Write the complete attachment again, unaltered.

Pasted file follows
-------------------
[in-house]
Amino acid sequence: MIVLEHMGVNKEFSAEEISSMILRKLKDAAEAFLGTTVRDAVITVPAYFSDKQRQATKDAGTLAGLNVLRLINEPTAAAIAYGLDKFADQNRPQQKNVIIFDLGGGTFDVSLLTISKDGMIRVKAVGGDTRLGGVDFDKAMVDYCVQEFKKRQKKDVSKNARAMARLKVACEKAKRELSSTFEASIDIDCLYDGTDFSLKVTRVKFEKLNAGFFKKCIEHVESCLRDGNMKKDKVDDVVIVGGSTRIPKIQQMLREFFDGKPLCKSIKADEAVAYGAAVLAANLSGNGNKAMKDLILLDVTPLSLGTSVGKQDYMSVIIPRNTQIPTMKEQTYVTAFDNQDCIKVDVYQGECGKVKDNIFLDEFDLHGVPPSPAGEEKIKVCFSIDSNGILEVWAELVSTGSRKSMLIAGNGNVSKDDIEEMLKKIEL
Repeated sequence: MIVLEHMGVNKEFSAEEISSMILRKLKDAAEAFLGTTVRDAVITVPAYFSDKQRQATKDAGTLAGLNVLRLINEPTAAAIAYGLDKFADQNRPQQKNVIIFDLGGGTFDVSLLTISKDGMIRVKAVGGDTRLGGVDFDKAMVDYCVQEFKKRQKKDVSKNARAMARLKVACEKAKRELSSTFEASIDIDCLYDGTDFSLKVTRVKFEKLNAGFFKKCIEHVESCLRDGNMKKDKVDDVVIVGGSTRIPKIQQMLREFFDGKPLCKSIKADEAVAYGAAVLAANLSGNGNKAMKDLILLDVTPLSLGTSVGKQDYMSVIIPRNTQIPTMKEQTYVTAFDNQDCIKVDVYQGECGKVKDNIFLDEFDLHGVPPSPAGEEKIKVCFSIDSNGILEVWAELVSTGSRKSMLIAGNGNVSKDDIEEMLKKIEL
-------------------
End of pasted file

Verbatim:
[in-house]
Amino acid sequence: MIVLEHMGVNKEFSAEEISSMILRKLKDAAEAFLGTTVRDAVITVPAYFSDKQRQATKDAGTLAGLNVLRLINEPTAAAIAYGLDKFADQNRPQQKNVIIFDLGGGTFDVSLLTISKDGMIRVKAVGGDTRLGGVDFDKAMVDYCVQEFKKRQKKDVSKNARAMARLKVACEKAKRELSSTFEASIDIDCLYDGTDFSLKVTRVKFEKLNAGFFKKCIEHVESCLRDGNMKKDKVDDVVIVGGSTRIPKIQQMLREFFDGKPLCKSIKADEAVAYGAAVLAANLSGNGNKAMKDLILLDVTPLSLGTSVGKQDYMSVIIPRNTQIPTMKEQTYVTAFDNQDCIKVDVYQGECGKVKDNIFLDEFDLHGVPPSPAGEEKIKVCFSIDSNGILEVWAELVSTGSRKSMLIAGNGNVSKDDIEEMLKKIEL
Repeated sequence: MIVLEHMGVNKEFSAEEISSMILRKLKDAAEAFLGTTVRDAVITVPAYFSDKQRQATKDAGTLAGLNVLRLINEPTAAAIAYGLDKFADQNRPQQKNVIIFDLGGGTFDVSLLTISKDGMIRVKAVGGDTRLGGVDFDKAMVDYCVQEFKKRQKKDVSKNARAMARLKVACEKAKRELSSTFEASIDIDCLYDGTDFSLKVTRVKFEKLNAGFFKKCIEHVESCLRDGNMKKDKVDDVVIVGGSTRIPKIQQMLREFFDGKPLCKSIKADEAVAYGAAVLAANLSGNGNKAMKDLILLDVTPLSLGTSVGKQDYMSVIIPRNTQIPTMKEQTYVTAFDNQDCIKVDVYQGECGKVKDNIFLDEFDLHGVPPSPAGEEKIKVCFSIDSNGILEVWAELVSTGSRKSMLIAGNGNVSKDDIEEMLKKIEL